If, like me, you've never held a gun, this might sound like a no-brainer.  How could anyone value gun ownership so highly?  If that's what you think, though, you really need to get out of your Bubble.  About 40% of American households own guns.  Self-defense aside, firearms are the foundation for several of the most popular hobbies in America - shooting and hunting for starters.  Anyone who rails against "gun nuts" can hardly deny that many folks adore gun ownership.

Not convinced?  The Briggs-Tabarrok story implies that you can unilaterally cut your family's suicide rate by getting rid of your family's guns.  (The same does not hold, of course, for your family's murder rate).  So suppose every gun owner in America were fully aware of the Briggs-Tabarrok Effect.  How many of these gun owners would get rid of their guns in order to avoid an extra 0.01% chance of suicide for each person with access to their guns?  How many would deem such a risk "staggering"?  If you say, "Not many," you are conceding that most gun-owners value their guns more than a tiny risk to those they hold dear. 

But is a pure cost-benefit approach to gun suicides even appropriate?  Probably not.  Everyone makes fun-but-risky choices - on diet, lifestyle, and sex for starters.  The risks you take affect not only you, but the people who care about you.  Many are far riskier than the Briggs-Tabarrok Effect.  Yet almost thinks it's wrong to use cost-benefit analysis to veto these personal decisions: "My body, my choice."  So why single out gun owners for welfare-enhancing persecution?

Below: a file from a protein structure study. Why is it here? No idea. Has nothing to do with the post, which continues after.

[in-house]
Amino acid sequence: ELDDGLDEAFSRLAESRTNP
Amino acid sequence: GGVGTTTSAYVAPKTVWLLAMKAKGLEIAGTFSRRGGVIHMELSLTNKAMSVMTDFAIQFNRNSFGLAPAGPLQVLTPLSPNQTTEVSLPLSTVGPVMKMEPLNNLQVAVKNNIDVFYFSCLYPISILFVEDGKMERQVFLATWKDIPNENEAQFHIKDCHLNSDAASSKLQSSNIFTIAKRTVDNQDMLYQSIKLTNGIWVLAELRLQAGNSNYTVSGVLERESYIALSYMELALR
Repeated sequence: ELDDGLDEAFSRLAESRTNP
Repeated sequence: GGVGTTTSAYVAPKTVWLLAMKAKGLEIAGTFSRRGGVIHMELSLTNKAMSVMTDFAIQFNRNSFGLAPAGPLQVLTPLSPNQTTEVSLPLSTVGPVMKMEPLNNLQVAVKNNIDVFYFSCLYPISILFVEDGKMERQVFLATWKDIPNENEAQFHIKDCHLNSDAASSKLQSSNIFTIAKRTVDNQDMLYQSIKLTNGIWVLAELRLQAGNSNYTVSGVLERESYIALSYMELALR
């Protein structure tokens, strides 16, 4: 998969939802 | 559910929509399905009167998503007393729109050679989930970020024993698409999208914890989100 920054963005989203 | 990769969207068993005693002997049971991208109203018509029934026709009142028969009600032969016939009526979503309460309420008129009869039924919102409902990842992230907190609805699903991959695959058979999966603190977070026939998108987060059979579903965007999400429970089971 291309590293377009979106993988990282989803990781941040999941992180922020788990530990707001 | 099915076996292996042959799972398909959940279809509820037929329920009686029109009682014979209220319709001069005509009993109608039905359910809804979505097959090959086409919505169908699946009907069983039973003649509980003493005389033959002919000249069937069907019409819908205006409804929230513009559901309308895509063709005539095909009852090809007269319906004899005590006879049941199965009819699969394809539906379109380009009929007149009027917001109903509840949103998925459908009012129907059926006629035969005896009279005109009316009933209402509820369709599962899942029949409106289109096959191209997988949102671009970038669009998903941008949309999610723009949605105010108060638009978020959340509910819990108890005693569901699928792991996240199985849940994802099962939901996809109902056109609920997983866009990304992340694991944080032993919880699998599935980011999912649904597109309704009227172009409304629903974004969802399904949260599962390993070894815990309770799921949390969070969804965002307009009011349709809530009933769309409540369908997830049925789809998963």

If you personally know a lot of gun owners, the Briggs-Tabarrok Effect should concern you.  Accessible guns probably do slightly increase the chance that someone you care about will kill himself.  So be more cautious and spread the word.  But if you don't personally know a lot of gun owners, you should mind your own business.  Gun owners reasonably discount sermons about "staggering" risks from people who utterly fail to appreciate their hobby.  Want to help people?  Focus your nudging on risky activities prevalent among the people you personally know.  You'll sound less intolerant, be more persuasive, and do more good.